Sinatra’s Hoboken, My Hoboken
Cynics be damned, I love the music of Frank Sinatra. Play me a song and I’ll start swaying, lost in Sinatra’s world of eternal optimism, where romance is carefree and easy, and flying to the moon or taking off into the blue is as simple as picking the right tune. When Sinatra croons, everything is possible, and I hope I’m never jaded enough to believe otherwise.
When I first moved to Sinatra’s own hometown of Hoboken, New Jersey, I was certain that Sinatra’s spirit must reverberate through its very streets. But to my disappointment, I hardly saw a trace of the native son anywhere.
The social clubs and theaters where Sinatra first made his singing debut have long been shuttered. Sinatra’s birthplace and childhood home at 4th and Monroe burned to the ground years ago.
But it wasn’t just Sinatra that’s disappeared from Hoboken. Sinatra’s old neighborhood, once a stronghold of Italian-American culture, has also slowly faded away, replaced by new condos, busy bars and organic grocers.
As a Manhattan refugee in search of lower rents, I joined those Hoboken newcomers and eagerly signed a lease. But other than the rent savings, Hoboken didn’t strike me as that much different from Manhattan. The bars and restaurants were busy, and filled with transients. Neighbors were acknowledged with a nod and not much more. The feeling of living in an anonymous place was the same.
I wondered what happened to the old Hoboken, that close-knit Italian American neighborhood that stood there long before we newcomers came in and took over. Where was the community that might have known Sinatra during his Hoboken days?
I didn’t need to look far. Although I didn’t know it at the time, I was already living on the cusp of Hoboken’s little Italy neighborhood.
One day, instead of getting a slice at my usual, but completely unmemorable pizzeria around the block, I walked about four blocks until I came to a different pizzeria. The place was a time warp, the kind of old school, bare bones joint that I love. As I ordered a slice at the counter, the owner asked where I was from. When I mentioned my address (a mere four blocks away) he looked at me in complete surprise and remarked, what, you came all the way over here from there?
As I continued to explore this corner of Hoboken, I unearthed more great places that have firmly held onto their Italian-American heritage. Even though I was clearly an interloper, these old-timers flung open their doors and warmly welcomed me in, treating me with the same care as lifelong regulars. Pretty soon I became a regular too.
These old school Italian American places felt like such amazing finds that I was intent on sharing them. In fact, if you came to visit me in Hoboken during my year in residence, it is very likely that in preparation for your visit I’d made a special shopping trip to gather my favorites– Fiore’s mozzarella, bread from Dom’s, cannolis from Carlo’s and chocolate treats from Lepore’s. If you didn’t immediately declare them all the best you ever had, a return invitation probably was not forthcoming.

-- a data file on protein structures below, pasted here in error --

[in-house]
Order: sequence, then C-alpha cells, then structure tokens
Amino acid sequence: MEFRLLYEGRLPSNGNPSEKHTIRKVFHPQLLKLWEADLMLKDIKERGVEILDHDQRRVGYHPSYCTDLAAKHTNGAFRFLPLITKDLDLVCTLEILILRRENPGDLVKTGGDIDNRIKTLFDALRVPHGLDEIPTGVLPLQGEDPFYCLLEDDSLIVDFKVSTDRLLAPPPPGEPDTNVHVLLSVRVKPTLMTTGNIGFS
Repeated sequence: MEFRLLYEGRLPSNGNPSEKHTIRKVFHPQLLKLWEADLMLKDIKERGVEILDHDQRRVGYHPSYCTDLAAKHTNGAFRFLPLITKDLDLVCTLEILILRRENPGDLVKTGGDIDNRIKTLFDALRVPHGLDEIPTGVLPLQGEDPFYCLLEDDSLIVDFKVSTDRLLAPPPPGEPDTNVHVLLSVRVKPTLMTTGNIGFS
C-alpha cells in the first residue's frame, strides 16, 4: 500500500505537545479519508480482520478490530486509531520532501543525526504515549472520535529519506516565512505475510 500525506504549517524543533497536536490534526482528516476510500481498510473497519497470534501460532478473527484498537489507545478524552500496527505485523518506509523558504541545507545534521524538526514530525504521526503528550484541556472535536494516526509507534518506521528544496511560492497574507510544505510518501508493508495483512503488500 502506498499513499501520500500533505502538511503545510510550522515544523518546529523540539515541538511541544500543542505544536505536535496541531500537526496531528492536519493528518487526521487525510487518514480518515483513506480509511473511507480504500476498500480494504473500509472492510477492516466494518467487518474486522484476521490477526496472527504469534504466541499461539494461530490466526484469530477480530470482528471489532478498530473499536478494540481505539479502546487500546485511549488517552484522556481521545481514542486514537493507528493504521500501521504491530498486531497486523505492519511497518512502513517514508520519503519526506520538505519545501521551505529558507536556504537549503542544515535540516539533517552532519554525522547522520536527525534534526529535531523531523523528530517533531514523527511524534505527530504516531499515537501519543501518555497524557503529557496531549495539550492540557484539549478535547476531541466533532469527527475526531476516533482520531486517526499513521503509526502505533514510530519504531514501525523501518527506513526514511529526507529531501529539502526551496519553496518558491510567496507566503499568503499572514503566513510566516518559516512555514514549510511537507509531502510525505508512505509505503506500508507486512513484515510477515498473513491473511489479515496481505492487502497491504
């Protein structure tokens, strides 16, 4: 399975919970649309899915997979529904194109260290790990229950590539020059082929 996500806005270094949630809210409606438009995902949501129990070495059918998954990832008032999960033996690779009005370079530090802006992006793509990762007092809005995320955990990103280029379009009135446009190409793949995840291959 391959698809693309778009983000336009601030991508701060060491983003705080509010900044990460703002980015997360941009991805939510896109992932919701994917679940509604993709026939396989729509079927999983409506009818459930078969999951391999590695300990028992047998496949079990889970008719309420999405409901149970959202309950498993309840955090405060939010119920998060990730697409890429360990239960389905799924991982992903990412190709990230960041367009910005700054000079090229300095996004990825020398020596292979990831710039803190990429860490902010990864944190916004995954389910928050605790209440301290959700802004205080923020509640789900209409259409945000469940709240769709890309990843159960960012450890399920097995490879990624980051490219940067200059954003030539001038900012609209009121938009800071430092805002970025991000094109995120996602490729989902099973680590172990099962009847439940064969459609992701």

With the hundred year anniversary of Sinatra’s birth coming up this December, the timing seemed right for me to finally write about what’s left of Sinatra’s Hoboken– which as it turns out, was also my Hoboken. All of the places below are not only my favorites, but also share a connection to Sinatra– whether he visited himself or had the specialties shipped to him when he lived on the West coast. Fortunately, they are all a short walk from each other, so it’s easy enough to hit all of them in one trip.
A Sinatra Tour of Hoboken
Dom’s Bakery Grand [quote]I’m addicted to your charms…[/quote]
Bring home: Classic Italian bread and sausage bread
In Hoboken, they say the secret to their perfect Italian loaves is in the water. Whatever the reason, there is no question the Italian bakers in the neighborhood know what they’re doing– so much so that Sinatra was rumored to have loaves flown out to the West coast. Over the years, the bakeries have changed hands– sometimes back and forth– among a series a of interconnected families. All are excellent, and to some extent, interchangeable.
But today, only one lone bakery still bakes bread in ancient coal ovens– Dom’s Bakery Grand. I did a little research on this and learned that it’s simply hard to get coal delivered these days (who knew?).
While Dom’s Italian bread is perfect for sandwiches or as the base for bruschetta, it’s Dom’s specialty breads that are dangerously addictive– imagine Dom’s classic loaf, but stuffed with bits of cheese and pepperoni or sausage. Insider tip: come early, as they usually sell out by mid-day.
Fiore’s[quote]Lovely … Never, never change[/quote]
Bring Home: Fresh mozzarella cheese